Editorial Message and Issue Highlights–Vol. 15, No. 9–10, September-October 2018

| October 1, 2018

Dear Colleagues:

Welcome to the September–October 2018 issue of Innovations in Clinical Neuroscience (ICNS). We start this issue with a systematic review by Bart et al titled, “The Assessment and Measurement of Wellness in the Clinical Medical Setting: A Systematic Review.” Here, investigators reviewed the published literature in an attempt to answer the following: 1) What is the working definition of wellness? 2) What wellness assessment instruments have been evaluated or applied in medical settings? and 3) How valid, reliable, and accessible are these wellness assessment tools? The authors discuss several assessment tools most commonly used in clinical studies; however, they were unable to find sufficient evidence supporting the use of any one particular wellness instrument in clinical practice or research. They attribute this, in part, to a lack of consensus regarding the definition of wellness.

Next, Hussein et al present the results of their study, “Does Vitamin D Deficiency Contribute to Cognitive Dysfunction in Patients with Systemic Lupus Erythematosus (SLE)?” The investigators conducted a cross-sectional, case-control study in which a group of patients with SLE underwent a battery of neuropsychological testing. Results were compared to a group of healthy controls. Serum levels vitamin D of all participants were collected and analyzed. The authors report that patients with SLE performed worse  on total recall of verbal memory and executive function tests compared with healthy controls. There was also a significant negative correlation between vitamin D levels and executive function among the patients with SLE.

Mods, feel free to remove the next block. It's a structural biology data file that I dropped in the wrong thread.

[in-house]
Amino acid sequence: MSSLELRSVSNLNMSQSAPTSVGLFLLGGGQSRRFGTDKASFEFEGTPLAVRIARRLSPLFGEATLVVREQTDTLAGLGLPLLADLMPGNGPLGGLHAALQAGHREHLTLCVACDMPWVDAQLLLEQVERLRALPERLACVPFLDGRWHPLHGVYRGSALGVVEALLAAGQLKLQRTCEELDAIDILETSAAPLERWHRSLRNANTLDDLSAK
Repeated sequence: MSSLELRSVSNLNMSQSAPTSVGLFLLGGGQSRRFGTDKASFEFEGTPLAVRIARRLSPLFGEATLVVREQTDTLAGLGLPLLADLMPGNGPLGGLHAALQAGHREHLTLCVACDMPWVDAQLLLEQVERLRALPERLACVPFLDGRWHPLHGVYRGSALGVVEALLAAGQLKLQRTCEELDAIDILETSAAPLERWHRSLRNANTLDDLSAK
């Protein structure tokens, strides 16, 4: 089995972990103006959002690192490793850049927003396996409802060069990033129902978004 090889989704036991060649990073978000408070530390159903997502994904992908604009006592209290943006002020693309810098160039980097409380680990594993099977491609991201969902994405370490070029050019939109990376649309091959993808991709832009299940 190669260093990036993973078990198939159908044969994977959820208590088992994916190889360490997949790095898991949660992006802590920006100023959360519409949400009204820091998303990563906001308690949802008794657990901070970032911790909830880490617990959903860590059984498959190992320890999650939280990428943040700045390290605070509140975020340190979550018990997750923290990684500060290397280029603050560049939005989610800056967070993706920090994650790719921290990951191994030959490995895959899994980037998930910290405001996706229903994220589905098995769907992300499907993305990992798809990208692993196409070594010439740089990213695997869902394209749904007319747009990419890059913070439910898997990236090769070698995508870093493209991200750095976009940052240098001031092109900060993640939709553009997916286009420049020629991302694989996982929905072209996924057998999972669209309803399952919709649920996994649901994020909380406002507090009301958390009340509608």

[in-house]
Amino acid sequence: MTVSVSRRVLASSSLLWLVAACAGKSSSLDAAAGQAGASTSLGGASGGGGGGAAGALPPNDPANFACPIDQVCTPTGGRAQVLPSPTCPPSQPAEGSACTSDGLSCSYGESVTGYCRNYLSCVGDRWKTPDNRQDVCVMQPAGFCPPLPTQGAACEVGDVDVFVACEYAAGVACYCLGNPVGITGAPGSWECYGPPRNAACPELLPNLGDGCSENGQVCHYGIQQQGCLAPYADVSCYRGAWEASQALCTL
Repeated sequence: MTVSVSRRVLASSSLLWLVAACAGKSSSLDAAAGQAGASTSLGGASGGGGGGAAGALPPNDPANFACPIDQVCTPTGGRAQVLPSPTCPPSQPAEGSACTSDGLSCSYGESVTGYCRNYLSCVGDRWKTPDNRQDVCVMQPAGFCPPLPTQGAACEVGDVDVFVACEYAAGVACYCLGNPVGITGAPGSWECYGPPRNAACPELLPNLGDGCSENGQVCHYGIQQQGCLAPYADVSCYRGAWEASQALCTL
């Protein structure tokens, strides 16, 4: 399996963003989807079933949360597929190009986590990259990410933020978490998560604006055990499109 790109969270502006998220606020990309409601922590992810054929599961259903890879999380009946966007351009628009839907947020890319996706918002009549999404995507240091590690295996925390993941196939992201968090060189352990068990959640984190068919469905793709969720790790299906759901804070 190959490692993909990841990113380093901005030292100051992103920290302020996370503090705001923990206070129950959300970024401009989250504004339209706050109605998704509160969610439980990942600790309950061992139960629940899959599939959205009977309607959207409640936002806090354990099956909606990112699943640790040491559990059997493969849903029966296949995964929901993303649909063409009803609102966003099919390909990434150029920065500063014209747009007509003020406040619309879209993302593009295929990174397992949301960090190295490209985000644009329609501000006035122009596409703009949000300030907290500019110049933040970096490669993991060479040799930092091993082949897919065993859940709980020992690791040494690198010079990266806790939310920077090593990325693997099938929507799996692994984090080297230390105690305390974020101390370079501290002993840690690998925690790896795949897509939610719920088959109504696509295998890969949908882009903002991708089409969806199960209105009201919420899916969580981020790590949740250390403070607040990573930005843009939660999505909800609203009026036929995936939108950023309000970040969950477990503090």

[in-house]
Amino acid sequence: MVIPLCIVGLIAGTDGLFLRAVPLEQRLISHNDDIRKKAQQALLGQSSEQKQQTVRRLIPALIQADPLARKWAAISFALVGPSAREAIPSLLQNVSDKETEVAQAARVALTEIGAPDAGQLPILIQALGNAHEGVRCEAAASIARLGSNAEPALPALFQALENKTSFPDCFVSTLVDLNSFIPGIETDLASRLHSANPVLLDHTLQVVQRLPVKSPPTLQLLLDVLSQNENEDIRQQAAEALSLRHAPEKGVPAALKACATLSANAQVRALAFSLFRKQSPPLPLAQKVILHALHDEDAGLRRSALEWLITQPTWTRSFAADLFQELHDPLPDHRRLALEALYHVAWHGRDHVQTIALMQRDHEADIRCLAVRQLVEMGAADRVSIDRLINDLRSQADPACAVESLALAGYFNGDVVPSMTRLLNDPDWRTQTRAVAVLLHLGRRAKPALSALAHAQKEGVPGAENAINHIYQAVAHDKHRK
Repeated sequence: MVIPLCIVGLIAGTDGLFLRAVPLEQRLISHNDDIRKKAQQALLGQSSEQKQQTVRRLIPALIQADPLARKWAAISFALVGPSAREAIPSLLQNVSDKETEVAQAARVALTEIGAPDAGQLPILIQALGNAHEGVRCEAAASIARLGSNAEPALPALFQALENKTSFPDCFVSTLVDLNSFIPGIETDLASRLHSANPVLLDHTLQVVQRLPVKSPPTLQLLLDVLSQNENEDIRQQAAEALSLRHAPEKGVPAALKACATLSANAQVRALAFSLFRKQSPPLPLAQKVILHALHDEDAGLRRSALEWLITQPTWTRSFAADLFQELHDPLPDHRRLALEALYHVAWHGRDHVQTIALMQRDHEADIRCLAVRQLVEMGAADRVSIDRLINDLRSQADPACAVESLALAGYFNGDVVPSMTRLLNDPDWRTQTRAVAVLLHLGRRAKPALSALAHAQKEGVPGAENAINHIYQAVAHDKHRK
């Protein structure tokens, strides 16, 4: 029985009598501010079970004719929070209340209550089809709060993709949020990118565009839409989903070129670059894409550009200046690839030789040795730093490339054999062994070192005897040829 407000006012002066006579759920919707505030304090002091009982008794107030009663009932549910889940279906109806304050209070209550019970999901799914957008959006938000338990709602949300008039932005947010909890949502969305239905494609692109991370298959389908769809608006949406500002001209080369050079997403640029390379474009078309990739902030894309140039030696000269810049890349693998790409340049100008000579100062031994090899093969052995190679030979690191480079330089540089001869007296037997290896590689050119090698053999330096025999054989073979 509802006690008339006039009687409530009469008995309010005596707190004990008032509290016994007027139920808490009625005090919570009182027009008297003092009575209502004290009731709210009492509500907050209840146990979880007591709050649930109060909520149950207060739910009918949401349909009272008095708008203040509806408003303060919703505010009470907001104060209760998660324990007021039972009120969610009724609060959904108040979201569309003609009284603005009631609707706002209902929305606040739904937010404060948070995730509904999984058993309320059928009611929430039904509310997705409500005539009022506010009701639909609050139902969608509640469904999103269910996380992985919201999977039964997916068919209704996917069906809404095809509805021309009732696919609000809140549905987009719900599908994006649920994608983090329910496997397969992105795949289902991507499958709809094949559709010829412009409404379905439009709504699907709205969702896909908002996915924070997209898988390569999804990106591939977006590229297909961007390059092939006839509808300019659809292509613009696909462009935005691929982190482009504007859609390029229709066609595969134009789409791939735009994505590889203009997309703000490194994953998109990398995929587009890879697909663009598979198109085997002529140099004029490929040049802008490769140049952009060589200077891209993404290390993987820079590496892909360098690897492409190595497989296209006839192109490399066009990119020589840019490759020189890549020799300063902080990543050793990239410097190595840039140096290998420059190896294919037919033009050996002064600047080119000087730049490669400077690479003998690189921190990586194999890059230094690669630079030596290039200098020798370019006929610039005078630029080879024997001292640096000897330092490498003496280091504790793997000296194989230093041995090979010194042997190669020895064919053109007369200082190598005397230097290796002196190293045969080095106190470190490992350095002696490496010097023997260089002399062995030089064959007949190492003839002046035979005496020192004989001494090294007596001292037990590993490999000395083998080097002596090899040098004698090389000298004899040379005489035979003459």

Following this, in the Risk Management article, “My Patient Suicided. Now What?” Vanderpool reviews key legal considerations clinicians should keep in mind when faced with the tragic event of patient suicide. Protecting the security and integrity of the patient’s record, being prepared emotionally, and respecting a patient’s confidentiality, even after death, are just a few of the items she reviews.

And finally, in a validation study by Ivanova et al titled “Validation of the Russian Version of the Positive and Negative Syndrome Scale (PANSS-Ru) and Normative Data,” researchers sought to achieve the following:  1) complete linguistic validation for the PANSS-Ru, 2) perform psychometric validation of the Russian translation, and 3) present norms for the Russian and Belarusian population. The authors report that the rating criteria, interview guide, informant questionnaire, and scoring form were linguistically and psychometrically validated; moderate convergent validity was achieved between the PANSS subscale scores and total score with the Clinical Global Impressions-Severity Scale (CGI-S); and percentile normative data was collected from 533 subjects, which, the authors postulate, will be useful among clinicians as a benchmark of psychopathology and among researchers as a method of assessing efficacy of treatment interventions.

We hope you enjoy this issue of ICNS. As always, we welcome your submissions and feedback.

Sincerely,

Amir Kalali, MD

Editor, Innovations in Clinical Neuroscience   

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